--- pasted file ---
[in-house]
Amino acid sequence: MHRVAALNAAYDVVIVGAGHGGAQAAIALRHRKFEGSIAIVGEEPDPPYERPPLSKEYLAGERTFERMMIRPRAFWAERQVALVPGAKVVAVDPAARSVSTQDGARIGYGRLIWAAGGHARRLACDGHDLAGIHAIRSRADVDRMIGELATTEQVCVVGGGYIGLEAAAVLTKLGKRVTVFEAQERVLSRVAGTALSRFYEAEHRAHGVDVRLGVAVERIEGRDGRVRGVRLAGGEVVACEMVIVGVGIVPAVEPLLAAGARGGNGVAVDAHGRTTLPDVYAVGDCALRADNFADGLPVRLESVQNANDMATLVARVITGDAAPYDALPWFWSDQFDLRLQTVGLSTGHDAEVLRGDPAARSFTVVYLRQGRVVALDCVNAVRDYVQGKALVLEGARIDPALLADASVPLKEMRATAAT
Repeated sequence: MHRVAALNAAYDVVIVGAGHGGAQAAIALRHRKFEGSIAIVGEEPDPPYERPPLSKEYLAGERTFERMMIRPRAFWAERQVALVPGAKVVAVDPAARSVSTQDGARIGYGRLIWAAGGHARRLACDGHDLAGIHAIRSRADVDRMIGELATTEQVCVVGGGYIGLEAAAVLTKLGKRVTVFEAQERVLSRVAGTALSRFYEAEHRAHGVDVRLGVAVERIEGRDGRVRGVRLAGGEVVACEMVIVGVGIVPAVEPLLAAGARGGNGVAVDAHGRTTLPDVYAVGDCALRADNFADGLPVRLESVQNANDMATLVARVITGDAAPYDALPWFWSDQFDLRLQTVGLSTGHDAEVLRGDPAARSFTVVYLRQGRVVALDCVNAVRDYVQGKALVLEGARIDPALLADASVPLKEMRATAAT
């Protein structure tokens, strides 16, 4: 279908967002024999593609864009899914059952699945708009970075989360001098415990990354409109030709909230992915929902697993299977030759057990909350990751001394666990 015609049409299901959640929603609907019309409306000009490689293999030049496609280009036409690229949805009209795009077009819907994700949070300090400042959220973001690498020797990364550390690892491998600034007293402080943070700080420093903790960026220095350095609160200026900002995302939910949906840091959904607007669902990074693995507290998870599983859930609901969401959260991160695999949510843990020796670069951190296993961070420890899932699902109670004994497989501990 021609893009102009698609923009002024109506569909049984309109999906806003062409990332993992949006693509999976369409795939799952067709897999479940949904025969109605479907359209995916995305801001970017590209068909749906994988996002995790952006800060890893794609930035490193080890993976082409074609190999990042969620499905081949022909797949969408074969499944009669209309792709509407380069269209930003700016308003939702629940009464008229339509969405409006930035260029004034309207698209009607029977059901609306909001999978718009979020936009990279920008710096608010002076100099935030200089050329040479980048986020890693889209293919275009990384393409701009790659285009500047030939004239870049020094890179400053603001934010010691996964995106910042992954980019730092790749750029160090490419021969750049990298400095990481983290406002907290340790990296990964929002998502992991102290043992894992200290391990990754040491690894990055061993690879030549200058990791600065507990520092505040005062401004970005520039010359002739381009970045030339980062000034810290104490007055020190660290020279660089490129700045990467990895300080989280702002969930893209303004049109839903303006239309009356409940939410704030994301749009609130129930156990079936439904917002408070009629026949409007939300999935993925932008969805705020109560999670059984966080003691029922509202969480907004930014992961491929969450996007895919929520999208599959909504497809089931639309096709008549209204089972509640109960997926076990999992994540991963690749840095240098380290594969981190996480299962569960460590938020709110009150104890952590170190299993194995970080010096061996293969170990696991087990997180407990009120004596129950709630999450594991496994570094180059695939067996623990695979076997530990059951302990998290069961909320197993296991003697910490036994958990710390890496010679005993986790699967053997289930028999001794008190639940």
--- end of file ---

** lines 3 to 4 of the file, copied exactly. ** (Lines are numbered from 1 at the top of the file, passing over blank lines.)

Repeated sequence: MHRVAALNAAYDVVIVGAGHGGAQAAIALRHRKFEGSIAIVGEEPDPPYERPPLSKEYLAGERTFERMMIRPRAFWAERQVALVPGAKVVAVDPAARSVSTQDGARIGYGRLIWAAGGHARRLACDGHDLAGIHAIRSRADVDRMIGELATTEQVCVVGGGYIGLEAAAVLTKLGKRVTVFEAQERVLSRVAGTALSRFYEAEHRAHGVDVRLGVAVERIEGRDGRVRGVRLAGGEVVACEMVIVGVGIVPAVEPLLAAGARGGNGVAVDAHGRTTLPDVYAVGDCALRADNFADGLPVRLESVQNANDMATLVARVITGDAAPYDALPWFWSDQFDLRLQTVGLSTGHDAEVLRGDPAARSFTVVYLRQGRVVALDCVNAVRDYVQGKALVLEGARIDPALLADASVPLKEMRATAAT
């Protein structure tokens, strides 16, 4: 279908967002024999593609864009899914059952699945708009970075989360001098415990990354409109030709909230992915929902697993299977030759057990909350990751001394666990 015609049409299901959640929603609907019309409306000009490689293999030049496609280009036409690229949805009209795009077009819907994700949070300090400042959220973001690498020797990364550390690892491998600034007293402080943070700080420093903790960026220095350095609160200026900002995302939910949906840091959904607007669902990074693995507290998870599983859930609901969401959260991160695999949510843990020796670069951190296993961070420890899932699902109670004994497989501990 021609893009102009698609923009002024109506569909049984309109999906806003062409990332993992949006693509999976369409795939799952067709897999479940949904025969109605479907359209995916995305801001970017590209068909749906994988996002995790952006800060890893794609930035490193080890993976082409074609190999990042969620499905081949022909797949969408074969499944009669209309792709509407380069269209930003700016308003939702629940009464008229339509969405409006930035260029004034309207698209009607029977059901609306909001999978718009979020936009990279920008710096608010002076100099935030200089050329040479980048986020890693889209293919275009990384393409701009790659285009500047030939004239870049020094890179400053603001934010010691996964995106910042992954980019730092790749750029160090490419021969750049990298400095990481983290406002907290340790990296990964929002998502992991102290043992894992200290391990990754040491690894990055061993690879030549200058990791600065507990520092505040005062401004970005520039010359002739381009970045030339980062000034810290104490007055020190660290020279660089490129700045990467990895300080989280702002969930893209303004049109839903303006239309009356409940939410704030994301749009609130129930156990079936439904917002408070009629026949409007939300999935993925932008969805705020109560999670059984966080003691029922509202969480907004930014992961491929969450996007895919929520999208599959909504497809089931639309096709008549209204089972509640109960997926076990999992994540991963690749840095240098380290594969981190996480299962569960460590938020709110009150104890952590170190299993194995970080010096061996293969170990696991087990997180407990009120004596129950709630999450594991496994570094180059695939067996623990695979076997530990059951302990998290069961909320197993296991003697910490036994958990710390890496010679005993986790699967053997289930028999001794008190639940």